Cricket is becoming an important sport for the bookmakers, despite only a handful of countries regularly participating on the international stage. As a result, an increasing number of cricket markets are being offered, providing more chances for the smart punter to find the value bets to profit from their cricket betting.
Ante-post cricket betting on test and one-day series can often prove a source of profit. As well as the obvious series winner markets, there are generally correct score, top batsman and bowler markets, and sometimes even handicap and double chance markets.
The key is to analyse the two teams that are participating in the series, as well as the venues that will be used and the expected weather conditions. Armed with this information, it is often possible to find some good bets to begin the series with.
The conditions can often play an important role, particularly when looking at the correct score markets. While organisers tend to try and avoid playing series during poor weather conditions in a country, sometimes it is difficult to avoid in a busy calendar. For example, in June and July 2012, Pakistan played a three-match test series in Sri Lanka. However, this happened to coincide with the monsoon season in Sri Lanka. Knowing this, we can take a closer look at some of the possible outcomes in the correct score market.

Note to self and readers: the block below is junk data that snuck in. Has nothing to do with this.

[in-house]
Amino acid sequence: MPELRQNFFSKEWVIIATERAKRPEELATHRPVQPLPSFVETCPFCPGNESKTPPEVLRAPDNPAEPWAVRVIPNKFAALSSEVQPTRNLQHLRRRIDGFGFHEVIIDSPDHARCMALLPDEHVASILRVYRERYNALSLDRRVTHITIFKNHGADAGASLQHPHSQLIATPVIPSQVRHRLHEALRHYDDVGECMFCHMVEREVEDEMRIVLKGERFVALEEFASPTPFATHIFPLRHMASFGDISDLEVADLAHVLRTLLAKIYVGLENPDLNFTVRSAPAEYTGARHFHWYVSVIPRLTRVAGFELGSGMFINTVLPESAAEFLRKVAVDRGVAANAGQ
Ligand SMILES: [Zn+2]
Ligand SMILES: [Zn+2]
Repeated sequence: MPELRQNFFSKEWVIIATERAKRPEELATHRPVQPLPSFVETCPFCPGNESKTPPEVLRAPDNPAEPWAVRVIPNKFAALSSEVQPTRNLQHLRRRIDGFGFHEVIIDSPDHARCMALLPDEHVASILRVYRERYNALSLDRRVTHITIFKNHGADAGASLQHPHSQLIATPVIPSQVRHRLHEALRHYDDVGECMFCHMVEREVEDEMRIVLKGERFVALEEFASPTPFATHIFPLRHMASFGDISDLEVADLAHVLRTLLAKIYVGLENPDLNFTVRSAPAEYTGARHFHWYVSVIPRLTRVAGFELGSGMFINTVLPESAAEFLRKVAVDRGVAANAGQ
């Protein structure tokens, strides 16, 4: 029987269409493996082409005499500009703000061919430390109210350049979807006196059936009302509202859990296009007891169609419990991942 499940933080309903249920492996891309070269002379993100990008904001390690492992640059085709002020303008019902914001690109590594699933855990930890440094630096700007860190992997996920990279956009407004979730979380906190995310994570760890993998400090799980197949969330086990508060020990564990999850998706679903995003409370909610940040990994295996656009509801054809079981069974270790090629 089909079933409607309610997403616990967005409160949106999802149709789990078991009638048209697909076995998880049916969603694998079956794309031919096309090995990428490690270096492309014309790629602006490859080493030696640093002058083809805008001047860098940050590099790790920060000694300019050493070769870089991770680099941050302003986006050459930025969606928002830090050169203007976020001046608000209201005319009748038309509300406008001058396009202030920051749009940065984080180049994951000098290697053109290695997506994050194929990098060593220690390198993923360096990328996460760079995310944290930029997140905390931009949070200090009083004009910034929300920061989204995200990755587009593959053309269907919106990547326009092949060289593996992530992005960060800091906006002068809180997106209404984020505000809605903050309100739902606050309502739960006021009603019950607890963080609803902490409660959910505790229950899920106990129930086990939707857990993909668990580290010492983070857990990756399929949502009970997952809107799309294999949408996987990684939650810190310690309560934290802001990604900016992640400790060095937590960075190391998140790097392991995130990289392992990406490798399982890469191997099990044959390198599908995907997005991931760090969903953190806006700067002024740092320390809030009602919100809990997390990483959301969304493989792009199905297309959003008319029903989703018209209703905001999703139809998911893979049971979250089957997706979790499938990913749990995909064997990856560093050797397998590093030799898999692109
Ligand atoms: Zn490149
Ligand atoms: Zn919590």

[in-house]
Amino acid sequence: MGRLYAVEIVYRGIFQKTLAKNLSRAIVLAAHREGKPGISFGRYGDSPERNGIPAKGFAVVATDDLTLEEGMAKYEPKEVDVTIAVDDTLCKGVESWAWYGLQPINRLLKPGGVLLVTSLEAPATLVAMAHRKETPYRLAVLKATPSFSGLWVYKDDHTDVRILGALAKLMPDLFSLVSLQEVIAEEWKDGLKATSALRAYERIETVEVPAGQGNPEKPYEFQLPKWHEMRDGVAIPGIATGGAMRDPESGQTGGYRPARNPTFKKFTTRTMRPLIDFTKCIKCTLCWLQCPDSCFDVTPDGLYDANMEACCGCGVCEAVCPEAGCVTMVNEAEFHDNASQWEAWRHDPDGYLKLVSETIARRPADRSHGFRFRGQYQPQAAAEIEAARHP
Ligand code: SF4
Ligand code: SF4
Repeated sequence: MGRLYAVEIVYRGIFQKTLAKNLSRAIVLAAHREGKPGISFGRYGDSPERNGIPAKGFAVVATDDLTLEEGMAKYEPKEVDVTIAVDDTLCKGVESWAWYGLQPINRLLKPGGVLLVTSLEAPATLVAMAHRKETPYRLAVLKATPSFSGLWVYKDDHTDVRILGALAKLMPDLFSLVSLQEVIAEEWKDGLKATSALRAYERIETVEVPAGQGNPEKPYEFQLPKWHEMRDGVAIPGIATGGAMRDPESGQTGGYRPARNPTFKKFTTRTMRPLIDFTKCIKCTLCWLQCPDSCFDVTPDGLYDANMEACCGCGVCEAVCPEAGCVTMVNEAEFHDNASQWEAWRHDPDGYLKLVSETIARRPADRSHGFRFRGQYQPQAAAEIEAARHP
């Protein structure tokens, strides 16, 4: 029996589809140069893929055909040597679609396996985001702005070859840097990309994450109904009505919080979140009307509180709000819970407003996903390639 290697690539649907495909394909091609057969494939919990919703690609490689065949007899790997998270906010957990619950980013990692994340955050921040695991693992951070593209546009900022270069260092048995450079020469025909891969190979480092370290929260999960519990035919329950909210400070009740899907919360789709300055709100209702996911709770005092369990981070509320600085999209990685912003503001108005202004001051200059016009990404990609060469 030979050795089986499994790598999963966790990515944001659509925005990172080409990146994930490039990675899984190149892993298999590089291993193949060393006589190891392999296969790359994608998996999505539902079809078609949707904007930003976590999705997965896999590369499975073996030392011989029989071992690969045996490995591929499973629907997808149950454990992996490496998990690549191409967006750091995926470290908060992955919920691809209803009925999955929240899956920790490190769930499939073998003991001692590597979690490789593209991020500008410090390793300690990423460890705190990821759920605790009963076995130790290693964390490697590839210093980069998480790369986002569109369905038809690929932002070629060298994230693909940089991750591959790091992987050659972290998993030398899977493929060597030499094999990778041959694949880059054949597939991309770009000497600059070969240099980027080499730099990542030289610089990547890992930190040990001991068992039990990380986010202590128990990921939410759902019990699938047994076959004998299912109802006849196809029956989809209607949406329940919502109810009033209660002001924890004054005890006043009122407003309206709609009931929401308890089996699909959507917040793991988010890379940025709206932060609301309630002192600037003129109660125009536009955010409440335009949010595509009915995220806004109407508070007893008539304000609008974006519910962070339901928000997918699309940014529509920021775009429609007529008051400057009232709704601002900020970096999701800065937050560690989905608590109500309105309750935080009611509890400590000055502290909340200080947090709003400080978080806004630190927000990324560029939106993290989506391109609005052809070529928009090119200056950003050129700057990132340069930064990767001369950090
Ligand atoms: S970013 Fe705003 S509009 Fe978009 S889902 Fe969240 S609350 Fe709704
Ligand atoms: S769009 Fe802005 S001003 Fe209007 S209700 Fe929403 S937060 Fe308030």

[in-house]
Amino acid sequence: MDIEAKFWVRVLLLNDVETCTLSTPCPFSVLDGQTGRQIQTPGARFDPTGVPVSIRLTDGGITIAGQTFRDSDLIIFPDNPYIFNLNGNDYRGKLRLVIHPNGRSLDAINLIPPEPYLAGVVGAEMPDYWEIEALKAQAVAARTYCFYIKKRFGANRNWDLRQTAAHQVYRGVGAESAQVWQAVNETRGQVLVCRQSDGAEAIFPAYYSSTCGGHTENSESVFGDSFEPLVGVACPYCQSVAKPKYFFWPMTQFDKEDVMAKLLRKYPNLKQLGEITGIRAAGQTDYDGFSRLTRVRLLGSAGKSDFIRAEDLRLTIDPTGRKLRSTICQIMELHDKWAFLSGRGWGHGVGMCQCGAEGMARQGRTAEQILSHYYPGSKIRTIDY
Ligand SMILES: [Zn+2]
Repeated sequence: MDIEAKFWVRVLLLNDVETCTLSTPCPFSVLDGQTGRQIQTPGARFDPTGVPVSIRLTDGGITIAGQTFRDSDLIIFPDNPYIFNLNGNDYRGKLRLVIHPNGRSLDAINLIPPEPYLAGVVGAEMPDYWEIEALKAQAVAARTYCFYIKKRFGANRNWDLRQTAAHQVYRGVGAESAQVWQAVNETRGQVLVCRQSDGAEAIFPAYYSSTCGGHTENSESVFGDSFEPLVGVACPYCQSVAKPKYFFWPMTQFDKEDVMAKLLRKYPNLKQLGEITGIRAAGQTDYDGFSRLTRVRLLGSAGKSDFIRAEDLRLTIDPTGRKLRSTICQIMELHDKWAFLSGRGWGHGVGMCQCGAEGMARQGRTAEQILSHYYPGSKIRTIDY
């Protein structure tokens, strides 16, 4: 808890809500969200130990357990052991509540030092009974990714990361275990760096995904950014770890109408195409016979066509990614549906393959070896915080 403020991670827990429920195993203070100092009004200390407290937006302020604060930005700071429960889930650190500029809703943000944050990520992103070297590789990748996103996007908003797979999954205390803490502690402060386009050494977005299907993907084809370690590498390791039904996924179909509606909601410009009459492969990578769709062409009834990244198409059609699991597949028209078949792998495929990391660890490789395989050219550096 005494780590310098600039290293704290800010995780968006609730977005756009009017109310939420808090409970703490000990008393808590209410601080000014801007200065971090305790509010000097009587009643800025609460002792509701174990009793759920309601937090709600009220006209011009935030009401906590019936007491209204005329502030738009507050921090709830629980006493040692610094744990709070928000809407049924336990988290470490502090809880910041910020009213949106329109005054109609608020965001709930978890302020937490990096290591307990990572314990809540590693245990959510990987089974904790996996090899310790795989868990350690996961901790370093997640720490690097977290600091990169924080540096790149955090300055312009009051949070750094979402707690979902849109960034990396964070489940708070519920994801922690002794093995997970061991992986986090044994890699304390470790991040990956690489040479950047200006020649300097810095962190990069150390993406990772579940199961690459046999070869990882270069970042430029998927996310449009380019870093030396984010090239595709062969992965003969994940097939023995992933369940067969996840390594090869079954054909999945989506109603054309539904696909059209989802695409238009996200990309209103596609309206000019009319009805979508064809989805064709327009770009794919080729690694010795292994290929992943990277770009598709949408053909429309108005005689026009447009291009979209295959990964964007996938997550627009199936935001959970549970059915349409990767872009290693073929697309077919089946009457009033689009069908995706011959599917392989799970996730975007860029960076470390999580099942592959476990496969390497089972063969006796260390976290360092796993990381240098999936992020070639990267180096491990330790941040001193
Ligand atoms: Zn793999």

It would be safe to assume that, in this situation, at least one of the matches would be drawn due to the weather. Therefore, we can immediately rule out 3-0 both ways, as well as both 2-1 results. Taking these results out, we leave ourselves with far fewer choices at bigger odds. As it happened, two of the matches were drawn, predominantly due to the weather, and Sri Lanka won the series 1-0 at initial odds of 22/1 – a real boost for ante-post cricket betting.
Analysing the venues can give us an idea on where the value may lie in the top batsman and bowler markets. The obvious first thing is whether the venues suit pace or spin bowlers. Traditionally, subcontinent pitches favour the spinners, while English, Australian and South African conditions favour the pace bowlers. Generally, the bookmakers will have taken this into account, but if we look a little deeper, we can often find good pointers for our cricket betting.
Some batsmen perform significantly better at home compared with abroad, which may not have been taken into account. Take Sri Lanka’s hugely gifted batsman Mahela Jayawardene. He averages 63.5 runs per innings when he is playing in Sri Lanka, but just 40.1 when playing abroad. If this is not picked up on, it means that we might look at Jayawardene being a good value bet for top batsman in Sri Lanka, and taking up too much of the book away from home, leading to value elsewhere.
There are a number of batsmen that have similar discrepancies, while others are very consistent both home and away. There are even the occasional players that perform better abroad.
With these suggestions in hand, head over to Paddy Power Sports and try to beat the bookies with ante-post cricket betting.